What Are Red Holidays In Korea?

If you’re living in Korea and desperately need to know when your next day off is (or you just want to learn more about Korean culture) this article is the one for you.

Korea has a handful of holidays but there is a difference between public and national holidays – not to mention the ones your company or government employees actually recognize in regards to taking time off.

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So, what are red day holidays in Korea? First of all, the holidays are referred to as “Red Days” due to the color marked on the calenders in Korea. Red Days represent public holidays. Some companies do not follow these standards so do not expect to always have a day off on a red day – especially if you work for camps, certain hagwons, or even jobs in cafes, restaurants, museums and galleries, delivery, and the entertainment or news industry. So you can happily enjoy such related services but it is still sad to see anyone working during a holiday. Trust me, I worked on Christmas Eve and day like it was nothing (with no overtime or holiday pay), and I’ve seen plenty of cafes and restaurants living it out like a normal day – welcome to Korea.

Now, let’s jump to the good stuff – the list of holidays in Korea. Most of these dates are based on the 2019 and 2020 calendar (around the time this was written) so you can expect the dates to pop up around this time. However, if you want accurate and updated calender and holiday info please check HERE.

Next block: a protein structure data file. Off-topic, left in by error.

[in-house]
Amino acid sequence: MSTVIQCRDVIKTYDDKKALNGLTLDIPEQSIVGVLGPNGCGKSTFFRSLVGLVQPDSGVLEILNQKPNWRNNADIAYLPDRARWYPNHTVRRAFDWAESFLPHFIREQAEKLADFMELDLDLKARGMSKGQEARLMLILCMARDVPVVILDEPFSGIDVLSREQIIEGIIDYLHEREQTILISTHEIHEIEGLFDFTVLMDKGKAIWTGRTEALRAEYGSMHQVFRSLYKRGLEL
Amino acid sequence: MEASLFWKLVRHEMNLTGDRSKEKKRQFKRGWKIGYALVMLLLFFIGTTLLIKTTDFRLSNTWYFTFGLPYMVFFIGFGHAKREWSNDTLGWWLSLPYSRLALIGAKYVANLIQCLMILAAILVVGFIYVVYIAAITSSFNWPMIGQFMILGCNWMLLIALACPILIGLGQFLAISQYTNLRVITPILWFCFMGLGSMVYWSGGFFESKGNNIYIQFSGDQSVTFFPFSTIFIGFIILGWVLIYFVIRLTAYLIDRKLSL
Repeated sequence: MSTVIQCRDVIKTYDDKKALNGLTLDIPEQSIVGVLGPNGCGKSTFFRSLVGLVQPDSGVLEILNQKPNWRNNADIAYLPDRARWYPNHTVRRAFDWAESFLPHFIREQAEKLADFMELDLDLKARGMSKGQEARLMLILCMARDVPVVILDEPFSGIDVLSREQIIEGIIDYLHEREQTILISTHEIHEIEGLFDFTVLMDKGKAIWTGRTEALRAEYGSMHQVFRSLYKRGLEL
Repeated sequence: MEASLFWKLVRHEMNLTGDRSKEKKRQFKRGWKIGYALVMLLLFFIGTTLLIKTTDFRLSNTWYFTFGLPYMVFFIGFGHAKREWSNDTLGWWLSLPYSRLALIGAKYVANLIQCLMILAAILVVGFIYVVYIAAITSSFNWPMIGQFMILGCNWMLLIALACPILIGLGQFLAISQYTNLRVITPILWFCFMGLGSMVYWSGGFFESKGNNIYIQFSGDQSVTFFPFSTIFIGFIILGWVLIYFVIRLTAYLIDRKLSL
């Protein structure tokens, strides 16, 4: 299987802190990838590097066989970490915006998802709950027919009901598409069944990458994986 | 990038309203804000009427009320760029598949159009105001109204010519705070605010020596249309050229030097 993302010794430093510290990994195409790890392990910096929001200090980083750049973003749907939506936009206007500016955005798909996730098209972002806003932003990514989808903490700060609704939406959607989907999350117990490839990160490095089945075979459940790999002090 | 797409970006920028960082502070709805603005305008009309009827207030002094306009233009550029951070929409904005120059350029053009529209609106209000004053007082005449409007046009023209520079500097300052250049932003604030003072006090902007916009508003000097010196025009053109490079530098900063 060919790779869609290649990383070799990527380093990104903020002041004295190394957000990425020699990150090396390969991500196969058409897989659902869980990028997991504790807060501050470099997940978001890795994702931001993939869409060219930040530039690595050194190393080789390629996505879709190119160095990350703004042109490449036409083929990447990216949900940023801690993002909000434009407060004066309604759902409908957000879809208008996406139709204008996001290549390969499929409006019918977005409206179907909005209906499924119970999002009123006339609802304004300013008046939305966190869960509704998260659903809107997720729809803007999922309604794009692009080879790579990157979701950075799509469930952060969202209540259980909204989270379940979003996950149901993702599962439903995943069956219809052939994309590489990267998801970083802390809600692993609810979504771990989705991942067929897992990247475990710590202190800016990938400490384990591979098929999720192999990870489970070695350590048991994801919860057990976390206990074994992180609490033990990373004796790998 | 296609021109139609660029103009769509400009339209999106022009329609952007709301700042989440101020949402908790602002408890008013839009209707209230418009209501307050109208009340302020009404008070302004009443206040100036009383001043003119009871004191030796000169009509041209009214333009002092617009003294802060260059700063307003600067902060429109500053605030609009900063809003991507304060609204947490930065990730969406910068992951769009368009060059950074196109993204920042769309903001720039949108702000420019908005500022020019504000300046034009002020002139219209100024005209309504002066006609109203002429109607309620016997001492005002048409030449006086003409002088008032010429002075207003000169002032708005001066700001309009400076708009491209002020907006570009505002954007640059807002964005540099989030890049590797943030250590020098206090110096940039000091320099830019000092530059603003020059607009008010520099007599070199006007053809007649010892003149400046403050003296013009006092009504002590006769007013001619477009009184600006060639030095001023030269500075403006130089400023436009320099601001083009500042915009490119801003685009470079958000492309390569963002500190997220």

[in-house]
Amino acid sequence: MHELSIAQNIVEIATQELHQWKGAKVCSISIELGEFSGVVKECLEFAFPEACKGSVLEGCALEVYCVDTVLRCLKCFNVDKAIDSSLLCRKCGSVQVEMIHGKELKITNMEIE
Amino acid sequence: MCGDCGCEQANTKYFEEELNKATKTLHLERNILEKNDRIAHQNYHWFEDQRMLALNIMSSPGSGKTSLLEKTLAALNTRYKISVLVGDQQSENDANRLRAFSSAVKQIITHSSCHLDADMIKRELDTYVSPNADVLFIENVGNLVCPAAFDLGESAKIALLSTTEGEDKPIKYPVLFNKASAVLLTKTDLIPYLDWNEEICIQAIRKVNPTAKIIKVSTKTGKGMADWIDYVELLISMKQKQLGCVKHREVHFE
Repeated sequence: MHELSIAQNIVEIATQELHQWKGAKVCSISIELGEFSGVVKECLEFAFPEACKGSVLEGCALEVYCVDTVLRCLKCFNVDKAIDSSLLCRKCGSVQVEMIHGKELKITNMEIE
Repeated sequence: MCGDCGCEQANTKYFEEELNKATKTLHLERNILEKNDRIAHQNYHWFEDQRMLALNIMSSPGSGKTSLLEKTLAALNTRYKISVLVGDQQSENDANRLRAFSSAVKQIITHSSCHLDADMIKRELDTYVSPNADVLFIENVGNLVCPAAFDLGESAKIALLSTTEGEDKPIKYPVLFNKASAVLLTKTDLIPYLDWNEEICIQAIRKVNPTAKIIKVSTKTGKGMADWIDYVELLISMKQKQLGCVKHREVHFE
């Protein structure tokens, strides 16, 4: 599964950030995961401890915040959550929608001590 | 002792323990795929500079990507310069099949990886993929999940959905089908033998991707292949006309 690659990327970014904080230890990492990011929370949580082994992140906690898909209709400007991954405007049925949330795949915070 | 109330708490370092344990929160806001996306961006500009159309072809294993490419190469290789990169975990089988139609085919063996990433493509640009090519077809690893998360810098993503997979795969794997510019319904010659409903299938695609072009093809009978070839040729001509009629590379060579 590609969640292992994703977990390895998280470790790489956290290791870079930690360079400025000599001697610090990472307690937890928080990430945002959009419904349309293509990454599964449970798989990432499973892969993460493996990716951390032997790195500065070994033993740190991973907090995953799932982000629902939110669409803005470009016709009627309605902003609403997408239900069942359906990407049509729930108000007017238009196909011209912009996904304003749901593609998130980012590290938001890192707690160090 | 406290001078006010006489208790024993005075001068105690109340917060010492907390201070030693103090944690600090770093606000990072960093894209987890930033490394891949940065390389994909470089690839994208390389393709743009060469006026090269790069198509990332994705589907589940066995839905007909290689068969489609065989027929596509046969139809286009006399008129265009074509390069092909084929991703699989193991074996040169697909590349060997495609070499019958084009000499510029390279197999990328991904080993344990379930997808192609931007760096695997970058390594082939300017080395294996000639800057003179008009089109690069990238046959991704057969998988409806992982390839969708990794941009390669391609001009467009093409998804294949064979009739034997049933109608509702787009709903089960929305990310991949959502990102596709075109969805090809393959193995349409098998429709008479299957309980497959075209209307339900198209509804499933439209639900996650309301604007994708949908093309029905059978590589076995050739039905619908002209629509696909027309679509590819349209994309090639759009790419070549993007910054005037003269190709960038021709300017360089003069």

• New Year’s Day – Jan. 1st

  • Korean New Year’s Day (Lunar New Year/Seollal) – Between Jan 21st – Feb 20th

  • March 1st Movement (Independence Day) – Mar. 1st

  • Arbor Day (Earth Day) – April 5th (Not a red day but good to know^^)

  • Labor Day – May 1st

  • Children’s Day – May 5th 

  • Parent’s Day – May 8th

  • Buddha’s Birthday – May 12th

  • Teacher’s Day – May 15th 

  • Memorial Day – June6th 

  • Constitution Day – July 17th

  • Liberation Day – Aug. 15th

  • Chuseok (Harvest Festival Day) – Sep. 12th – 14th

  • National Foundation Day – Oct. 3rd

  • Hangul Day – Oct. 9th

  • Christmas – Dec. 25th 

Usually, if the dates of Seollal, Chuseok, or Children’s Day fall on a Sunday, it will be extended and recognized on Monday. Be sure to check with any company in advance as some holidays may fall on a Saturday and not be given time off on the Friday before or the following Monday.

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Now that you have some knowledge of the holidays and their dates, you can start marking off your calendar or making a schedule optimal for receiving the best holiday times! Also, in Korea, people often book time off alongside these vacations so be sure to do so at least 4 or 6 months in advance if possible so Korean co-workers and savvy foreigners don’t leave you stuck on the night shift on New Year’s Day.

Don’t forget to also book your transportation in advance so you do not overpay for tickets or a book a vacation you have no chance of traveling to due to booked flights and trains. Don’t forget to check and apply for the appropriate visas if you’re traveling to China or Thailand for example. Double-check and make sure there are no re-entry visa laws that can affect your travel too! Happy vacationing~

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